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Guide to solar PV & battery storage

Converting natural light into electricity, photovoltaic panels reduce reliance on fossil fuels, with battery storage further extending their benefits. Nigel Griffiths looks at whether they’re worth the payback times
Solar PV panels should ideally be sited on a south-facing roof at a 30°-40° angle

From an environmental point of view, photovoltaic (PV) systems seem instinctively attractive. By taking light (photons) and transforming it into electricity (volts) – hence the name – we can generate electricity from the sun’s rays. This method of electricity production is clean (in use) and displaces fossil fuels, reducing but not eliminating reliance on the grid. PV can in theory provide power anywhere, which is known as distributed or local generation.

Photovoltaic cells produce very small amounts of electricity so they are grouped together into modules. A panel consists of several modules linked together. Panels that are grouped are known as an array.

The power generated by PV cells is direct current (DC) at low voltage. Unless the power is being used solely to run low-voltage DC appliances, it needs to be converted to 240V AC (alternating current, ie normal domestic electricity) by means of an inverter. A cable hooks the panels up to the inverter and the system is then connected into the mains. Unused electricity can be exported to the grid.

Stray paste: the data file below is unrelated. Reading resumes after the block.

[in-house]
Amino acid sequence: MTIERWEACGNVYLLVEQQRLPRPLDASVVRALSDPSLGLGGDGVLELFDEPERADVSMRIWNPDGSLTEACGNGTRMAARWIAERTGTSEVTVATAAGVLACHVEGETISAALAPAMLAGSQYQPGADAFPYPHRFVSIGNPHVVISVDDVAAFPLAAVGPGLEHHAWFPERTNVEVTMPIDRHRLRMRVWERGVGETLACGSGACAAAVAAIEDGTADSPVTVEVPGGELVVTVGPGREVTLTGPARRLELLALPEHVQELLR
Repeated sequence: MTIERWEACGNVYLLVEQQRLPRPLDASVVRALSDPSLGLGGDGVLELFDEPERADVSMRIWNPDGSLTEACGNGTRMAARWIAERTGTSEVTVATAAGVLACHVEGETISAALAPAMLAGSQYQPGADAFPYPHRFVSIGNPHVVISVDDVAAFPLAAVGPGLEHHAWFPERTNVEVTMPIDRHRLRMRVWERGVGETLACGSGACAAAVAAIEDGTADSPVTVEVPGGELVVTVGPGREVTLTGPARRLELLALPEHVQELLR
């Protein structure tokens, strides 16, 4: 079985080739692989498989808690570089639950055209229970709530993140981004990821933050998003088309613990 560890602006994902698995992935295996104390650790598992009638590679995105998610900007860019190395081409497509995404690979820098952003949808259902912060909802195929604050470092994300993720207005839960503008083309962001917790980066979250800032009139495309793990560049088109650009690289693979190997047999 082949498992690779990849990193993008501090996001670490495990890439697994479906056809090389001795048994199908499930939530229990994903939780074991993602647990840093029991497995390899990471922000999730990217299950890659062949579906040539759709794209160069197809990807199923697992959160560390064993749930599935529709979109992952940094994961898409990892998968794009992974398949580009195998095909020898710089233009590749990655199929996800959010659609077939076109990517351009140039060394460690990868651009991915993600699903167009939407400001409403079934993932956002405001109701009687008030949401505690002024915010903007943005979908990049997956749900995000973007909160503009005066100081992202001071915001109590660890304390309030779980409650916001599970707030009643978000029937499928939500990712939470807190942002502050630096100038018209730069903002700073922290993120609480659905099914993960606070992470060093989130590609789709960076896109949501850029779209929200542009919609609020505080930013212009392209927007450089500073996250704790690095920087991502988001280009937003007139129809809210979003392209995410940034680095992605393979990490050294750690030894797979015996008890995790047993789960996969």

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About Build It

The July edition of Build It magazine brings you a wealth of information to help make a success of your self build, renovation, extension or conversion project – including: • A modern eco home built for just £77,000 (page 44) • Top flooring options (page 65) • Solar PV & battery storage (page 68) • Sliding doors vs bifolds (page 73) • 10 top tips for self builders (page 101) • Design ideas for awkward plots (page 110) … and more!